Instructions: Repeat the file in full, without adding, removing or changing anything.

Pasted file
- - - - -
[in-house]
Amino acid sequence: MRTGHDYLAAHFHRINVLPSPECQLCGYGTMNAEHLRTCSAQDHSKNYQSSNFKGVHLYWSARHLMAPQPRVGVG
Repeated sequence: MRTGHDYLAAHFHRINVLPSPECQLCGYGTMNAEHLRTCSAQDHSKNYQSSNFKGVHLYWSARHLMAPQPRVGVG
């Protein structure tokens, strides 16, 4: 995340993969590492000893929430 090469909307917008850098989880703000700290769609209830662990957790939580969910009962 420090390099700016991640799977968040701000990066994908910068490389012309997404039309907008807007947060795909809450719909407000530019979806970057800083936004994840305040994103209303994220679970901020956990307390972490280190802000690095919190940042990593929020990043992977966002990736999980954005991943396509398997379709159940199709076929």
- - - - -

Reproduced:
[in-house]
Amino acid sequence: MRTGHDYLAAHFHRINVLPSPECQLCGYGTMNAEHLRTCSAQDHSKNYQSSNFKGVHLYWSARHLMAPQPRVGVG
Repeated sequence: MRTGHDYLAAHFHRINVLPSPECQLCGYGTMNAEHLRTCSAQDHSKNYQSSNFKGVHLYWSARHLMAPQPRVGVG
């Protein structure tokens, strides 16, 4: 995340993969590492000893929430 090469909307917008850098989880703000700290769609209830662990957790939580969910009962 420090390099700016991640799977968040701000990066994908910068490389012309997404039309907008807007947060795909809450719909407000530019979806970057800083936004994840305040994103209303994220679970901020956990307390972490280190802000690095919190940042990593929020990043992977966002990736999980954005991943396509398997379709159940199709076929």